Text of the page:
52 Use a Key Strength to Address your Largest Challenge Example: Your Strength is Kindness.Your Challenge: A research paper.
53 Building Appreciation for Life SavoringBuilding Appreciation for Life
54 “I wondered how it was possible to walk for an hour through the woods and see nothing of note. I who cannot see find hundreds of things: the delicate symmetry of a leaf, the smooth skin of a silver birch, the rough, shaggy bark of a pine. I who am blind can give one hint to those who see: use your eyes as if tomorrow you will have been stricken blind. Hear the music of voices, the songs of a bird, the mighty strains of an orchestra as if you would be stricken deaf tomorrow. Touch each object as if tomorrow your tactile sense would fail. Smell the perfume of flowers, taste with relish each morsel, as if tomorrow you could never taste or smell again. Make the most of every sense. Glory in all the facets and pleasures and beauty which the world reveals to you.”Helen Keller
55 HomeworkFocus on the sensory impressions in a moment-to-moment fashion.FoodActivity (walking, running, sports)ConversationsFriendsRecall & nostalgia
56 Random Kindness Once day per week, do five acts of kindness. Write about it in your diary.Result: Sustained increase in Well BeingLyubomirsky, S., Sheldon, K. M., & Schkade, D. (2005). Pursuing happiness: The architecture of sustainable change. Review of General Psychology, 9,
58 ActivityPhysical activity is approximately equal in effect to antidepressants and anxiety medications.Ten minutes a day is sufficient to produce the effect; thirty minutes may be optimal.Salmon, P. (2001) Effects of Physical Exercise on Anxiety, Depression, and Sensitivity to Stress: A Unifying Theory. Clinical Psychology Review 21, 33-61Hansen CJ, Stevens LC, Coast JR (2001) Exercise Duration and Mood State: How Much is Enough to Feel Better? Health Psychology 20,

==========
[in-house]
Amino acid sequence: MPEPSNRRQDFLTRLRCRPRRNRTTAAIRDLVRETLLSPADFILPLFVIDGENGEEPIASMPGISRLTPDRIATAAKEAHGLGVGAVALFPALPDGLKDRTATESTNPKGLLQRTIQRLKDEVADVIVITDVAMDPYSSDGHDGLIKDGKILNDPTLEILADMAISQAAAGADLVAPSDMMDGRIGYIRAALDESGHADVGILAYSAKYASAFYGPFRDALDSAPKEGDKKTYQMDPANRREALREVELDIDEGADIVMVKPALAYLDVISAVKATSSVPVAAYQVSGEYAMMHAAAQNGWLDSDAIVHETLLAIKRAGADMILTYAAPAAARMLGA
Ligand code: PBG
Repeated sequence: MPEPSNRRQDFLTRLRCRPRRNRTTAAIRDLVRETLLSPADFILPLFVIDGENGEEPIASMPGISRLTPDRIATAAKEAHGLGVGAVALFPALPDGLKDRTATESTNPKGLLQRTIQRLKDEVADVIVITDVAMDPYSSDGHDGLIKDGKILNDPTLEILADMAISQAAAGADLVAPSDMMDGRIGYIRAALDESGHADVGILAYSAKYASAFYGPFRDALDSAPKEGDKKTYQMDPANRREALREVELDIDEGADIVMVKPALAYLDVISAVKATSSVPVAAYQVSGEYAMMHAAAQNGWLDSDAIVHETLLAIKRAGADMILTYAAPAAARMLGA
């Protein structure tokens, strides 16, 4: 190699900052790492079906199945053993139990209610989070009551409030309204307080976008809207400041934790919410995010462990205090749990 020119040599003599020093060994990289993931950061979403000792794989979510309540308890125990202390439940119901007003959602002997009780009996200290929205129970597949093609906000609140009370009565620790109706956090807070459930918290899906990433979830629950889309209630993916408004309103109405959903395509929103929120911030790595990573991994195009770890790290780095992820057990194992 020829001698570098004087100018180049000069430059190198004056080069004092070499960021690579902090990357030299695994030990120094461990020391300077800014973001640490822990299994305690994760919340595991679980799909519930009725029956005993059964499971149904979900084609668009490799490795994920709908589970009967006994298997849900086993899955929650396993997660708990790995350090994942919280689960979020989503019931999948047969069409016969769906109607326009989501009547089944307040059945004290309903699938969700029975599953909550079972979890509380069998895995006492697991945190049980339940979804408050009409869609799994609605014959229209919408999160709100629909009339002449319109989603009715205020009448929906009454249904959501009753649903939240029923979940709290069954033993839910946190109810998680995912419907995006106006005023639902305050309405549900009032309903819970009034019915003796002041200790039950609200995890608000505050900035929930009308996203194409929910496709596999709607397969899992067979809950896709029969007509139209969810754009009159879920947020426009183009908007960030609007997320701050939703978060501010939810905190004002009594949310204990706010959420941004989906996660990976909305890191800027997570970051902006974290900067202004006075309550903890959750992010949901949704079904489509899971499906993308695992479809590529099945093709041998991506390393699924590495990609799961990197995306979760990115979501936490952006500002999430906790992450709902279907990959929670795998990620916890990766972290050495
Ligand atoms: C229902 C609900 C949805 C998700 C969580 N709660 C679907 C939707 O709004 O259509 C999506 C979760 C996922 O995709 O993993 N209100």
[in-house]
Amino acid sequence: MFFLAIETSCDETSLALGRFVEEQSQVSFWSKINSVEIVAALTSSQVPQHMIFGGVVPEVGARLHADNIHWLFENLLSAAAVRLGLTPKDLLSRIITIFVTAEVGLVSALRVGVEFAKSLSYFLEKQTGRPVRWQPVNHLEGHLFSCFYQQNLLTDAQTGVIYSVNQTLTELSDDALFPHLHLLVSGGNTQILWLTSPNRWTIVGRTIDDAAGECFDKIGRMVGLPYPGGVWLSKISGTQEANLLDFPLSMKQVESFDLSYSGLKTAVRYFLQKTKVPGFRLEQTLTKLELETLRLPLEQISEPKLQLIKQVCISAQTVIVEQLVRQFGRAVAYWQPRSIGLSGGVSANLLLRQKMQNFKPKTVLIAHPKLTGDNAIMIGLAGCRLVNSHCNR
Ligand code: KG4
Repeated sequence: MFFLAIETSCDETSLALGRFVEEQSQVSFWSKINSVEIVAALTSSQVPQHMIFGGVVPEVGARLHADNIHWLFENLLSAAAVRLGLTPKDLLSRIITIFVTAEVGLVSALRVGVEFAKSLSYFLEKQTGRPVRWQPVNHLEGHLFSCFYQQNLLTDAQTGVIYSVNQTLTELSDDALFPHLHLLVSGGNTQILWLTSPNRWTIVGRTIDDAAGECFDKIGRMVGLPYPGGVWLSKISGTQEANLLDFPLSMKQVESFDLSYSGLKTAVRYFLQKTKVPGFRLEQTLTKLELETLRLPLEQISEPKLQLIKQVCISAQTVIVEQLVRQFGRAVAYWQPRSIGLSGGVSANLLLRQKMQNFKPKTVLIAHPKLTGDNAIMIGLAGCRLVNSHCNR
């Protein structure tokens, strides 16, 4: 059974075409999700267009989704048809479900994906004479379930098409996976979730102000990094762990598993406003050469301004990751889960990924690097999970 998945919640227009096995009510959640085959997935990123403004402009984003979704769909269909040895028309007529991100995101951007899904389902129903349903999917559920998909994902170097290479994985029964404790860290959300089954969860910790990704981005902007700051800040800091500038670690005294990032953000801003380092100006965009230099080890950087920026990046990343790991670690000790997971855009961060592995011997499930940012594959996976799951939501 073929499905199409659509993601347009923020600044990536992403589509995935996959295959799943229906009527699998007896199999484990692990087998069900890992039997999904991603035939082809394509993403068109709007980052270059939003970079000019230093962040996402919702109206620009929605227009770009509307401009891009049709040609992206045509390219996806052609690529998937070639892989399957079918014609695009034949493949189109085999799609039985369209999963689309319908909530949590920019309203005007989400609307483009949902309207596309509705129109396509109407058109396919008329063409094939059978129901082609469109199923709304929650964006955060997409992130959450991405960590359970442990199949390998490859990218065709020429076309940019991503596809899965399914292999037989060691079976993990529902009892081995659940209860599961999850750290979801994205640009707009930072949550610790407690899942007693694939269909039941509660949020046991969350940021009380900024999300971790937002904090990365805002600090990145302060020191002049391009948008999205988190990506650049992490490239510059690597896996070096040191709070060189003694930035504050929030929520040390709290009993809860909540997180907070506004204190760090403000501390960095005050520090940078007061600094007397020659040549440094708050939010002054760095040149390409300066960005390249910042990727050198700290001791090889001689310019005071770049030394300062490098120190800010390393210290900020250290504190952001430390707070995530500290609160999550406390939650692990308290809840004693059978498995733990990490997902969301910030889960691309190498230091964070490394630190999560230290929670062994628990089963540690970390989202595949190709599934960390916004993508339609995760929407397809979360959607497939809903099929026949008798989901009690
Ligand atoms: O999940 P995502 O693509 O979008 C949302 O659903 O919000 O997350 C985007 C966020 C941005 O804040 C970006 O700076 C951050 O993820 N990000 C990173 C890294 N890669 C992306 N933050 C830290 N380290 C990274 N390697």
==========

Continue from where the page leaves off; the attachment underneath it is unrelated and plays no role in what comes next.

60 No Happy Hermits Very happy persons have much wider range of friends. Spend more time with others.Connection skills:How can I help others?Enjoy others as they already are.Create time with friends.
61 Duchenne Smiles & Marriage Duchenne Smiles: 1960 Mills College Yearbook:Women with Duchenne smiles were more likely to have married, stayed married, and rated their lives as happy thirty years later,Harker, L & Keltner, D. (2001). Expressions of Positive Emotion in Women's College Yearbook Pictures and Their Relationship to Personality and Life Outcomes Across Adulthood. Journal of Personality and Social Psychology, Vol. 80, No. 1,
62 Which is the genuine (“Duchenne”) smile and which is the social (“Pan American”) smile?
63 Smile Assignment Practice smiling more on random days. Magic coin flip techniqueRecall happy times, and then smile.How does smiling more affect you?Track experiences in your gratitude diary.
64 Sleep Insomnia affects up to 30% of population A risk factor for depressionA side effect of depressionContinues after depression is resolvedBehavioral treatments are equal or better than medication
65 Behavioral Sleep Tools Go to bed only when sleepy.Quiet down in the evenings, avoid TV, lower the lights an hour before bed. Luxuriate in your bed.Meditate briefly before bed.This is a natural melatonin producer.If not asleep in 20 minutes, get out of bed.Return to bed only when sleepy.Get up the same time every day.Don’t take naps, but do meditate once a day.
66 Nutrition Breakfast like a king, supper like pauper Mediterranean diet:Rich in vegetables, fish, complex carbs, legumes and nuts; low in red meat.“Rainbow diet”Addictions: tobacco, excess alcohol or caffeine, etc. all reduce happiness.Omega-3 oils* reduce depression.*Stoll, AL, et al. (1999) Omega-3 fats and bipolar disorder: A review. Prostaglandins, Leukotrienes and Essential Fatty Acids 60, 5-6, May-June 1999, Pages
67 Mediterranean Diet & Depression A total of 10,094 initially healthy Spanish participants.After a median follow-up of 4.4 years, 480 new cases of depression were identified.Inverse dose-response relationships were found for fish, fruit and nuts, monounsaturated- to saturated- fatty-acids ratio, and legumes.Q.E.D.: DIET affects moodSánchez-Villega, A et al. (2009). Association of the Mediterranean Dietary Pattern With the Incidence of Depression. Archives of General Psychiatry, 6, 10.